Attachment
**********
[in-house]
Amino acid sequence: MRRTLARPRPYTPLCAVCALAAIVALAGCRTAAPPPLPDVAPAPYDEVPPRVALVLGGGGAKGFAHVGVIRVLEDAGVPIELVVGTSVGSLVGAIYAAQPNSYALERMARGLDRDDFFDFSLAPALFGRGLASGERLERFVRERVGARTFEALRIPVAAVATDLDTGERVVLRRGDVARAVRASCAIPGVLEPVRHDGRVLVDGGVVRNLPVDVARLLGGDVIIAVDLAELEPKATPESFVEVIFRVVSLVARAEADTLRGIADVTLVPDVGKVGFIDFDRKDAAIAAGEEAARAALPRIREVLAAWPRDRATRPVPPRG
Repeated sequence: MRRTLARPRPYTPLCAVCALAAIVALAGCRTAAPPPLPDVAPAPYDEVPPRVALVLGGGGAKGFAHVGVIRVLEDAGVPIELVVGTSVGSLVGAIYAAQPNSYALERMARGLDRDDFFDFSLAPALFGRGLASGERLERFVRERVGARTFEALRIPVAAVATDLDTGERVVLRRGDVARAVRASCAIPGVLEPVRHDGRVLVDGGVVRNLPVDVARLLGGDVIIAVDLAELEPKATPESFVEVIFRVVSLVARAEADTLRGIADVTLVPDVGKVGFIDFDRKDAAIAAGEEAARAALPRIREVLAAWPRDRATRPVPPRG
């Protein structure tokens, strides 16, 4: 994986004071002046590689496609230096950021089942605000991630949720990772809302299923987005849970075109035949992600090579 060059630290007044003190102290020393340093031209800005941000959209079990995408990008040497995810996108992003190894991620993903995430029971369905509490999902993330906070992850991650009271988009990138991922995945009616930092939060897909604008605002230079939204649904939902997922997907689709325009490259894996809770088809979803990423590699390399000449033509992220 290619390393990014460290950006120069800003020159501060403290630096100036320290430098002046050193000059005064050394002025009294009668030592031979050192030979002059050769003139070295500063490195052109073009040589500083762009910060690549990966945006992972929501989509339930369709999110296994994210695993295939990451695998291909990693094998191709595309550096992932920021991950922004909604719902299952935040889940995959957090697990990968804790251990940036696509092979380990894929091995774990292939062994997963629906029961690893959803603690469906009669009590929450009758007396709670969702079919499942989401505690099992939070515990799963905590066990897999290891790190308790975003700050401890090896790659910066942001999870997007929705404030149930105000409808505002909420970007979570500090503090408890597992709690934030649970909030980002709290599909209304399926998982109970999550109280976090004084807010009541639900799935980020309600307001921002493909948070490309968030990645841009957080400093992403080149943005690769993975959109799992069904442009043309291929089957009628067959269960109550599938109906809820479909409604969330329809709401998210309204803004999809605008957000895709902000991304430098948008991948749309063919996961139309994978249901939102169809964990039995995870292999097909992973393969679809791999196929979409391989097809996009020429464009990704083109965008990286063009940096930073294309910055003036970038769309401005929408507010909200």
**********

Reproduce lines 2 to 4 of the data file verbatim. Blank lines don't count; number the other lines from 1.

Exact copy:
Amino acid sequence: MRRTLARPRPYTPLCAVCALAAIVALAGCRTAAPPPLPDVAPAPYDEVPPRVALVLGGGGAKGFAHVGVIRVLEDAGVPIELVVGTSVGSLVGAIYAAQPNSYALERMARGLDRDDFFDFSLAPALFGRGLASGERLERFVRERVGARTFEALRIPVAAVATDLDTGERVVLRRGDVARAVRASCAIPGVLEPVRHDGRVLVDGGVVRNLPVDVARLLGGDVIIAVDLAELEPKATPESFVEVIFRVVSLVARAEADTLRGIADVTLVPDVGKVGFIDFDRKDAAIAAGEEAARAALPRIREVLAAWPRDRATRPVPPRG
Repeated sequence: MRRTLARPRPYTPLCAVCALAAIVALAGCRTAAPPPLPDVAPAPYDEVPPRVALVLGGGGAKGFAHVGVIRVLEDAGVPIELVVGTSVGSLVGAIYAAQPNSYALERMARGLDRDDFFDFSLAPALFGRGLASGERLERFVRERVGARTFEALRIPVAAVATDLDTGERVVLRRGDVARAVRASCAIPGVLEPVRHDGRVLVDGGVVRNLPVDVARLLGGDVIIAVDLAELEPKATPESFVEVIFRVVSLVARAEADTLRGIADVTLVPDVGKVGFIDFDRKDAAIAAGEEAARAALPRIREVLAAWPRDRATRPVPPRG
């Protein structure tokens, strides 16, 4: 994986004071002046590689496609230096950021089942605000991630949720990772809302299923987005849970075109035949992600090579 060059630290007044003190102290020393340093031209800005941000959209079990995408990008040497995810996108992003190894991620993903995430029971369905509490999902993330906070992850991650009271988009990138991922995945009616930092939060897909604008605002230079939204649904939902997922997907689709325009490259894996809770088809979803990423590699390399000449033509992220 290619390393990014460290950006120069800003020159501060403290630096100036320290430098002046050193000059005064050394002025009294009668030592031979050192030979002059050769003139070295500063490195052109073009040589500083762009910060690549990966945006992972929501989509339930369709999110296994994210695993295939990451695998291909990693094998191709595309550096992932920021991950922004909604719902299952935040889940995959957090697990990968804790251990940036696509092979380990894929091995774990292939062994997963629906029961690893959803603690469906009669009590929450009758007396709670969702079919499942989401505690099992939070515990799963905590066990897999290891790190308790975003700050401890090896790659910066942001999870997007929705404030149930105000409808505002909420970007979570500090503090408890597992709690934030649970909030980002709290599909209304399926998982109970999550109280976090004084807010009541639900799935980020309600307001921002493909948070490309968030990645841009957080400093992403080149943005690769993975959109799992069904442009043309291929089957009628067959269960109550599938109906809820479909409604969330329809709401998210309204803004999809605008957000895709902000991304430098948008991948749309063919996961139309994978249901939102169809964990039995995870292999097909992973393969679809791999196929979409391989097809996009020429464009990704083109965008990286063009940096930073294309910055003036970038769309401005929408507010909200």